By Brett Davis | The Center Square
(The Center Square) – The likelihood of a regional trade war and a protracted court battle over Washington state’s proposed 6-cents per gallon export fuel tax waned in late February.
That’s because the chair of the Washington State House Transportation Committee proposed an amendment that would remove the controversial tax on fuel exports from the Democrats’ $16 billion, 16-year transportation package.
The amendment would remove the export fuel tax – expected to generate $2 billion – and replace it with an annual transfer from the Public Works Assistance Account.
“People told us loud and clear that this was not going to work,” said Rep. Jake Fey, D-Tacoma, in a Saturday press release. “From the beginning, this package has been about listening to people’s needs and making historic investments in Washington for years to come. We’ve come up with a reasonable, workable solution that takes the pressure off working people and contributes to a stronger partnership with our neighbors in other states.”
One of those people is Alaska Rep. Kevin McCabe, R-Big Lake, who last week introduced a pair of bills in response to the export fuel tax proposed by Washington Democrats.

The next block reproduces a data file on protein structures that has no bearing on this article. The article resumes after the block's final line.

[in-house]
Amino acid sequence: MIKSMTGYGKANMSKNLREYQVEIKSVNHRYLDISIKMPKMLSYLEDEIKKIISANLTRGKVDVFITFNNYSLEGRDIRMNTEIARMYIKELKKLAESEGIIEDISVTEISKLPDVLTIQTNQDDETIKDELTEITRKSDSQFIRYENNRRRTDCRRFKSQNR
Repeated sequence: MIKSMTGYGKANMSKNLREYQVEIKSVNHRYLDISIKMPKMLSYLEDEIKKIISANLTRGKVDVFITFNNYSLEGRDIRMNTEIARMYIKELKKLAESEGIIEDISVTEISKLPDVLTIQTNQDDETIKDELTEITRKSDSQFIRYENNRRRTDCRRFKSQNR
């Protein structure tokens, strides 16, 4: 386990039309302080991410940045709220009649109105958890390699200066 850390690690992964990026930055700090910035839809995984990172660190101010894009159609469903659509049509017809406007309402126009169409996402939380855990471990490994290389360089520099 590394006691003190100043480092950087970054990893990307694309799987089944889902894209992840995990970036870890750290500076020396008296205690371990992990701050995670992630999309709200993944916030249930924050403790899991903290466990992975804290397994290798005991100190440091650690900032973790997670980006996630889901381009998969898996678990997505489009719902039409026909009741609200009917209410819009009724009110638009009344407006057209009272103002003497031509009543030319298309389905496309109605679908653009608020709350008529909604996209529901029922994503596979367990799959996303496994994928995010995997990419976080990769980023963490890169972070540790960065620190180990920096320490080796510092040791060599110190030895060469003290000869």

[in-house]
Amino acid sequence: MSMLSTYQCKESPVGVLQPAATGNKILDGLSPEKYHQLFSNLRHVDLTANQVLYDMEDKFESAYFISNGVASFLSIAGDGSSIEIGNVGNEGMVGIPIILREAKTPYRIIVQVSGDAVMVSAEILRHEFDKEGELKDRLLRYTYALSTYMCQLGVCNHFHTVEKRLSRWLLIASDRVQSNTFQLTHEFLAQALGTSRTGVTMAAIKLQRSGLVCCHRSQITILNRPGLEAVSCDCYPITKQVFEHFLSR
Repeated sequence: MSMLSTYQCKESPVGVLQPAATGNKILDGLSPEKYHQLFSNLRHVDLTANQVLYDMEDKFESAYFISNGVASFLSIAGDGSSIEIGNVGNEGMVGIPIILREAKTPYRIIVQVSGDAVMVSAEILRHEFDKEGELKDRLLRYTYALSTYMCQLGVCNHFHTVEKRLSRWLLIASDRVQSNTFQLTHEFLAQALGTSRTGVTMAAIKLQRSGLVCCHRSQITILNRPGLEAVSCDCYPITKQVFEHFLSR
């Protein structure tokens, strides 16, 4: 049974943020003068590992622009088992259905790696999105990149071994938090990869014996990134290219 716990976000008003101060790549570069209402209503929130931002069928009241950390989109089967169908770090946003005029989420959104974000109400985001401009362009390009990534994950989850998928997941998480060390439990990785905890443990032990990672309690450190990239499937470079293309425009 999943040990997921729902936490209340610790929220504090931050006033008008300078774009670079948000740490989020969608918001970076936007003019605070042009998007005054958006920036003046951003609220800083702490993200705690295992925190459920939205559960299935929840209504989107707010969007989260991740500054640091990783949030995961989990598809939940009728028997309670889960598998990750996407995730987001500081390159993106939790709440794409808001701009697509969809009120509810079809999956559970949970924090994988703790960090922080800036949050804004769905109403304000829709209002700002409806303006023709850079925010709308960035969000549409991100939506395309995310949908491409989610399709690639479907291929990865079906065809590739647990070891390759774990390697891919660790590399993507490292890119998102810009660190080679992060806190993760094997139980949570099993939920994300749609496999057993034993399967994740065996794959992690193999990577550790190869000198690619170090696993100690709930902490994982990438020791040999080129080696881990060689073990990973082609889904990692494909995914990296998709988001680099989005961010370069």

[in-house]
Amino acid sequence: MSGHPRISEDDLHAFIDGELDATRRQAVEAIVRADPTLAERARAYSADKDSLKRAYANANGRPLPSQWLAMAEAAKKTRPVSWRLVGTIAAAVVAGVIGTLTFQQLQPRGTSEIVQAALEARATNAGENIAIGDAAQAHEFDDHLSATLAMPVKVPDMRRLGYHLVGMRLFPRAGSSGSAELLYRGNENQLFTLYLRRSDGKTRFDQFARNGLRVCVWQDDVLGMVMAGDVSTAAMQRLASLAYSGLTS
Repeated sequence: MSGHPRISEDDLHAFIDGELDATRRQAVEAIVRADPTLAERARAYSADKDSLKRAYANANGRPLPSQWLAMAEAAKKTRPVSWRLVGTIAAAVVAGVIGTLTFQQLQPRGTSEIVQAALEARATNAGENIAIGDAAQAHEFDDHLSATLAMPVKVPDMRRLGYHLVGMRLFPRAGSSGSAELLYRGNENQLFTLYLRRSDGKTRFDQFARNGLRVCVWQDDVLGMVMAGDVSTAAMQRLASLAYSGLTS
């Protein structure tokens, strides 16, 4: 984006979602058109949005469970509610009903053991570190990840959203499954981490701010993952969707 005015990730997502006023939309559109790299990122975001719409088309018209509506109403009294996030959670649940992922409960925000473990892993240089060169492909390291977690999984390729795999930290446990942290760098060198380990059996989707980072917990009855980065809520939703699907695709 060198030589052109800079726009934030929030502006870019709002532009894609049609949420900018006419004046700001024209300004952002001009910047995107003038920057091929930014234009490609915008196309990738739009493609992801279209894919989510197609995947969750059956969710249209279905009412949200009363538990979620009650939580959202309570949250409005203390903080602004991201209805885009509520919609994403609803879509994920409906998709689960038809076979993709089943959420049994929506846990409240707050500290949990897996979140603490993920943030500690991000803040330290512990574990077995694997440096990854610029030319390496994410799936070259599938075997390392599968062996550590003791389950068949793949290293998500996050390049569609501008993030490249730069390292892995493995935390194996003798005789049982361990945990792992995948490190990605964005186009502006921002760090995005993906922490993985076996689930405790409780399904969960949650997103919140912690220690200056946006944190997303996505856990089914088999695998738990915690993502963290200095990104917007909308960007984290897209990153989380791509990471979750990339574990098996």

One bill would match Washington’s 6-cents a gallon on refined fuel exported to Alaska with a tax of 6-cents per pound of fish exported from Alaska to Washington. The other bill would create a scheme whereby Washington boats moored in Alaska harbors would have to pay 6-cents per foot of the ship’s length. Alaska’s boats would have to pay the tax upfront as well but would get it back through a tax credit.
“I have no desire to tax anyone, let alone my neighbors and business partners in Washington,” McCabe said in a weekend email to The Center Square. “If the full Washington legislature rejects the fuel export tax, I will, of course, shelve both of my bills. I am not interested in an interstate trade war with my neighbors and I hope they feel the same.”
The House expects to debate the revenue portion of the package, House Bill 2119, this week.
“The robust public input we received is vital to the legislative process,” Fey said. “After taking those concerns to heart, I’m confident we have a clear path forward to serve the people of Washington and meaningfully transform our transportation system. In the coming days, we will review the investments as well as other revenue options.”
The Senate resources portion of the package, Senate Bill 5974, also contains the export fuel tax. It’s expected to be removed as well.
The export fuel tax proved unpopular with Washington’s neighbors almost from the start. In addition to Alaska, leaders in Oregon and Idaho balked at the tax plan that would impact their citizens, threatening lawsuits and retaliatory measures.
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